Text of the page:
The type of information desired and how it needs to be analyzed
If you're collecting quantitative data (i.e. numbers) it's often not possible to simply look at them and draw conclusions. There are statistical procedures that can be applied to the numbers to tell you what they really mean, how significant they are (i.e. what the odds are that differences or changes were actually caused by what you're measuring), and what they imply about other ways you could operate. If you need this kind of information or if funders or others are specifically asking for it, it would probably be helpful either to hire professional researchers or to find some volunteer professional guidance.
Sometimes conducting such statistical procedures can tell you important things you never expected to find out. A researcher trying to determine what had caused a group of women to return to school in their thirties and forties found that a major factor had been their having to care for younger siblings when they were teenagers. He had barely noticed this in interviews, it had been overshadowed by such more dramatic factors as divorce, substance abuse, and domestic violence, but computer analysis showed it to be extremely important. In fact, when the researcher went back and talked to several of the women about it, they acknowledged that this caregiving role had been a major reason for their not continuing their educations in the first place, and still loomed large in their lives.
What you're using the evaluation for
Is your evaluation solely to help you become as effective as possible in what you do? Is it to increase your credibility in the community? Is your continued funding dependent on it? Is it a combination of two or all of these? Your answers to these questions will help to determine what kinds of questions you need to ask in the evaluation, what form the answers need to be in, how complex the evaluation needs to be, and whether it's necessary to try to hire researchers or not. The choice of professionals or community volunteers here will depend not only on the factors above, but on your particular situation as well. Professionals may be able to better analyze the information, but may not have access to the same information that people from the community would have (or may in fact have better access, because they're perceived as neutral). Once again, you need to determine what's best for your situation.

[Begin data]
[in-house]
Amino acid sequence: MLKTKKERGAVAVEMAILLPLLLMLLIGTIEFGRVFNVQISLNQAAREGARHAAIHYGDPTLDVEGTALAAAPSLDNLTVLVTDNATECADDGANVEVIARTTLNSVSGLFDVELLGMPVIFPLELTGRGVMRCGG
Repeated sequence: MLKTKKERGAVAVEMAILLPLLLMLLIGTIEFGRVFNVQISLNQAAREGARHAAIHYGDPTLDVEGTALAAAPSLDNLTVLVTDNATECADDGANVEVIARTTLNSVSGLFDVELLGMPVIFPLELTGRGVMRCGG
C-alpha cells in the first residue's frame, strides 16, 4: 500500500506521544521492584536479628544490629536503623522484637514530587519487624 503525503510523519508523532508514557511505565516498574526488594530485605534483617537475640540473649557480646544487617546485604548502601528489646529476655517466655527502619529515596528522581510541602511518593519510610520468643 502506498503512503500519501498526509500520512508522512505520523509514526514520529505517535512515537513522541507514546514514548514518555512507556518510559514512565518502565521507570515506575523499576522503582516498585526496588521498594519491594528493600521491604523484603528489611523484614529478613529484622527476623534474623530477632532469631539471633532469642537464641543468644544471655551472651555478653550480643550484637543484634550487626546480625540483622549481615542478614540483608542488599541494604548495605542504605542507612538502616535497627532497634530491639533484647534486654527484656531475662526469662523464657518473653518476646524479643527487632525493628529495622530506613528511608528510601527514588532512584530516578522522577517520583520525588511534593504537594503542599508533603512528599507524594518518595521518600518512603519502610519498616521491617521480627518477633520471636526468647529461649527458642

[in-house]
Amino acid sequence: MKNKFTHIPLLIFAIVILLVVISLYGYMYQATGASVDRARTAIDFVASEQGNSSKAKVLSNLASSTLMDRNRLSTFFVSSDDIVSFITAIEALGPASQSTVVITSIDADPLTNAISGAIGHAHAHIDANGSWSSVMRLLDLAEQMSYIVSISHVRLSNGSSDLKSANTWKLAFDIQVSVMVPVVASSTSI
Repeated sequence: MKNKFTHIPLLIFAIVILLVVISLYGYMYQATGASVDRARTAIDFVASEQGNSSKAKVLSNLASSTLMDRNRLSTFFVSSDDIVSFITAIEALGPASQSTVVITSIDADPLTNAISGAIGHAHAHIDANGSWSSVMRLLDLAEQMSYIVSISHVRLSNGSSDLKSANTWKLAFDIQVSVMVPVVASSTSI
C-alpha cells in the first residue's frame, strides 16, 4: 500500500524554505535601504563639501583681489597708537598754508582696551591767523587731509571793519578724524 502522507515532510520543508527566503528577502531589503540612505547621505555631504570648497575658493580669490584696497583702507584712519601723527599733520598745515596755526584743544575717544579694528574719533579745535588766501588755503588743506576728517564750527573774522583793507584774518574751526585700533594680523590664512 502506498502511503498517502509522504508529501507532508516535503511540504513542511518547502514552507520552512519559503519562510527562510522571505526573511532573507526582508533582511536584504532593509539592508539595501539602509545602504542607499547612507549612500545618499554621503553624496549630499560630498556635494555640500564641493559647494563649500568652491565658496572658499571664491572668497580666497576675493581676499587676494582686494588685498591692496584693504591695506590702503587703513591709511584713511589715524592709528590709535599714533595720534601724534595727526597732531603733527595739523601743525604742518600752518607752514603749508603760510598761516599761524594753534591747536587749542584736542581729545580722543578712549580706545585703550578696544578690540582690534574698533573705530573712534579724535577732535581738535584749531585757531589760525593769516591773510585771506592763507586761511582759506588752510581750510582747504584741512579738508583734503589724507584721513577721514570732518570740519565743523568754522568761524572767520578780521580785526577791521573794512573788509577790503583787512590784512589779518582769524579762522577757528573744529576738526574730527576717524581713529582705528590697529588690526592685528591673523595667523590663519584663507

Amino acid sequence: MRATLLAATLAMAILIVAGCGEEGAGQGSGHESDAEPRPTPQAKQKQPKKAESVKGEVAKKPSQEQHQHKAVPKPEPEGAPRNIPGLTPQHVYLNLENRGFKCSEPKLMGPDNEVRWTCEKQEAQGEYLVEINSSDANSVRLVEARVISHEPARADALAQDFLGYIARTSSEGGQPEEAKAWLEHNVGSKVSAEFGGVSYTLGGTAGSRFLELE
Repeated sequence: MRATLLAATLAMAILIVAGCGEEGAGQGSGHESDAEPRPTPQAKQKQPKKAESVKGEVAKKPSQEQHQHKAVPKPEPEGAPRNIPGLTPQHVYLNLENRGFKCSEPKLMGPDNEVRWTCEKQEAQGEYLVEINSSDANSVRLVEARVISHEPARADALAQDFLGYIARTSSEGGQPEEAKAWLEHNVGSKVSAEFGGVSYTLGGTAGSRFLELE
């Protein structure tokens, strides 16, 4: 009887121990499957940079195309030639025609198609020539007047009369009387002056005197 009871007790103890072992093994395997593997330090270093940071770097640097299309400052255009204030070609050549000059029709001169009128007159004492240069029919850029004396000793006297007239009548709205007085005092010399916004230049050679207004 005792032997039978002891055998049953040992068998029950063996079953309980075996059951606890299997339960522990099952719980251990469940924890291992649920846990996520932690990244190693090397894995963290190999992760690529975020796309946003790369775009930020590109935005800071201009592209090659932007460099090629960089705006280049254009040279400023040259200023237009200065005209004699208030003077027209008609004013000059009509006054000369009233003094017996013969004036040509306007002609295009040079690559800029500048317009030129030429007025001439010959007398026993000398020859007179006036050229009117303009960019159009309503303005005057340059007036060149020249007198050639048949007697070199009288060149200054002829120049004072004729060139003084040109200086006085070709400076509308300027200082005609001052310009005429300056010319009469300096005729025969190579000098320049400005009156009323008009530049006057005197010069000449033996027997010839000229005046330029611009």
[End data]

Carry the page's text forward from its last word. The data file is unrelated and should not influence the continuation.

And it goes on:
How you want the evaluation to be perceived
Some organizations or initiatives may want to demonstrate the extent of their community-based or grassroots orientation by making sure that their evaluation is community-based as well. Others may want to show that their evaluation is objective by hiring evaluators with no connection to the community. Still others, for philosophical or practical reasons, may want to be sure to involve those they serve or benefit in the evaluation process. There are many variations and possibilities here, all legitimate, all right for some organizations and wrong for others. As with anything you do, it's important to be consistent with your mission and principles when you consider how to choose evaluators.
What should you look for in choosing evaluators?
There are characteristics you'd want in professionals, characteristics you'd want in a community planning or evaluation team, and some characteristics you'd want in all of them. We'll examine each of these possibilities separately.
An evaluation can be structured in a huge number of different ways. The split between professional and non-professional can blur in many of these possibilities. One might get a professional evaluator for free, for instance, because of her interests or her commitment to the work of the organization or to the community. While an evaluation could be carried out solely by either a professional or by a community or in-house group, there are many variations on these themes.